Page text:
by Arielle Robinson
Smyrna’s City Council tackled multiple issues at its first regular meeting of February, including but not limited to the potential demolition of Aunt Fanny’s Cabin, Black History Month and Councilman Austin Wagner’s resignation.
Mayor Derek Norton announced that Wagner recently resigned his position to work as Atlanta Mayor Andre Dickens’ deputy chief of staff.
Ward 2 is now vacant. Norton said that the qualifying dates for potential candidates will be March 8, 9 and 10.
The election will be the same day as the primaries — May 24.
At the meeting Monday, the mayor invited one candidate to come up.
Latonia Hines, a prosecutor and legal analyst, presented a bit of background on herself to everyone.
“I have been a proud member of this community for over 20 years,” Hines said. “I have worked in the Cobb Solicitor’s Office, the Cobb DA’s office. I’ve been a public servant during this time. It would be such a wonderful honor to be able to serve in this capacity in the city that I’ve lived in for the last 20 years. I look forward over the next few weeks being able to let more people know about me and what I can do for this community.”
The city also issued a proclamation in honor of Black History Month.
Councilman Lewis Wheaton said this year’s Black History Month theme is Black health and wellness.
He said it will focus on how the United States healthcare system has often underserved Black people.
The proclamation made mention of Harriet Tubman and Fanny Williams as two Black women who have helped contribute to the health of the community.
Tubman, the proclamation said, advocated for the equal treatment of Black people and founded a home for elderly and poor Black people.
Williams in the 1940s was the single largest donor to a Black Marietta hospital located on Montgomery Street, according to the proclamation.
Williams’ name and purported image have been highly talked about in recent months.
Monday night, the council voted 5-0 to extend the deadline for someone to make a proposal to buy the former restaurant bearing Wiliams’ namesake and remove it from city property.
If there is no buyer, Aunt Fanny’s Cabin will be demolished.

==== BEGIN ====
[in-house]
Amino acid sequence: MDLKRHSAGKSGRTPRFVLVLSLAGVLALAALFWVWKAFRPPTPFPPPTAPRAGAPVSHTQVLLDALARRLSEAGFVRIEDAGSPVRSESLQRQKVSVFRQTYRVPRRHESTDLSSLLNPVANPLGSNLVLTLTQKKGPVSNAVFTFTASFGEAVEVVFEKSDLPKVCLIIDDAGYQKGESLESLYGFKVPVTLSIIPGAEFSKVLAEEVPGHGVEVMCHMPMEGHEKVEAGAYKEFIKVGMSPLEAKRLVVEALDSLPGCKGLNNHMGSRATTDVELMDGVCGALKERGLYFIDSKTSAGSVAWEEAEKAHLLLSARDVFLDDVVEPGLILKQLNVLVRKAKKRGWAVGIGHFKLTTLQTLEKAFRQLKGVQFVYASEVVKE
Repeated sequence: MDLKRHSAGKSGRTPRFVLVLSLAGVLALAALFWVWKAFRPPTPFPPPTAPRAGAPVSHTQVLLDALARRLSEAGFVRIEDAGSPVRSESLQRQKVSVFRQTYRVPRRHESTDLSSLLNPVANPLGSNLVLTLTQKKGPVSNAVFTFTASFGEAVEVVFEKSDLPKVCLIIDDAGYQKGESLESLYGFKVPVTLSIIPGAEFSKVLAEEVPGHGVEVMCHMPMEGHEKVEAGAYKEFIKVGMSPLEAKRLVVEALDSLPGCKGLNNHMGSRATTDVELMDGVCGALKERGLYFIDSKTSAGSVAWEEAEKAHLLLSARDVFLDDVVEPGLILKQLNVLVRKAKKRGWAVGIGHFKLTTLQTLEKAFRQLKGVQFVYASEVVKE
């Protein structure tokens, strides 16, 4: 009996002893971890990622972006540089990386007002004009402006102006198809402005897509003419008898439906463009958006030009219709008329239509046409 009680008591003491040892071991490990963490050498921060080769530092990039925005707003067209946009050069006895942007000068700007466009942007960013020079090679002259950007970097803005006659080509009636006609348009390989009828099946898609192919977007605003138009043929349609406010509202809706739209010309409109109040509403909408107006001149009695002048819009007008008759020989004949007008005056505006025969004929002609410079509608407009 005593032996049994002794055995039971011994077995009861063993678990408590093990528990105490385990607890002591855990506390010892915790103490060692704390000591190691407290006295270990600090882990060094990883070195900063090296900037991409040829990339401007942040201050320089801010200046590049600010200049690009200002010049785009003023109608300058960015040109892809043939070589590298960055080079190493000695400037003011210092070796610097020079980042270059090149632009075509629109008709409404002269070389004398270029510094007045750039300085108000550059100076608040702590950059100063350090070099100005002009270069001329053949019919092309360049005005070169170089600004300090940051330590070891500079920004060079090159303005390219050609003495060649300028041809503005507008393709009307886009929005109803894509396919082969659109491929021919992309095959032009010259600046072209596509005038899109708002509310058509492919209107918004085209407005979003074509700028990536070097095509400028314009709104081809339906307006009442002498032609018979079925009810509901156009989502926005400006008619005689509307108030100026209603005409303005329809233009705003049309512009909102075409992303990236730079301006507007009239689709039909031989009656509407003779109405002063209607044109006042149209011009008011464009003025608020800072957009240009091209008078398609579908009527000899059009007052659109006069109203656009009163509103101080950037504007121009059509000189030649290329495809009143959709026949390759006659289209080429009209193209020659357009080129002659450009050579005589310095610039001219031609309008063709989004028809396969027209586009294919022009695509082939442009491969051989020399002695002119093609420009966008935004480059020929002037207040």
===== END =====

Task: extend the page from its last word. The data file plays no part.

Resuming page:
Councilman Glenn Pickens was absent.
The new proposal deadline is March 16 at 10 a.m.
Further discussion on the fate of the building, which the city says is in disrepair, will be held at the March 17 Committee of the Whole meeting.
The final decision will be decided and voted upon at March 21’s city council meeting.
In December, the city council voted 4-2 to accept a task force’s recommendation to demolish the building unless someone buys the cabin and removes it from city property.
The original deadline was February 1.
City Administrator Joseph Bennett said that the city received two proposals about the cabin that did not fit the criteria, so the council came to a consensus to extend the deadline.
The city’s decision to postpone the deadline also came in light of a coalition of various people — including former City Councilwoman Maryline Blackburn and the Cobb County NAACP — voicing their opposition to the demolition of the former restaurant.
Some opponents argue that the former restaurant, which was said to host racist images and representations of Black people, holds sentimental value.
On the other hand, members of the Coalition to Save Aunt Fanny’s Cabin, some of whom are Black, argue the cabin should be restored because it tells Smyrna’s history — Black history and women’s history in particular.
At a press conference last week in front of the aged structure, coalition members said they would prefer the city scan and repurpose it.
Monday night, Councilwoman Susan Wilkinson said that she had a few concerns about the demolition of the building.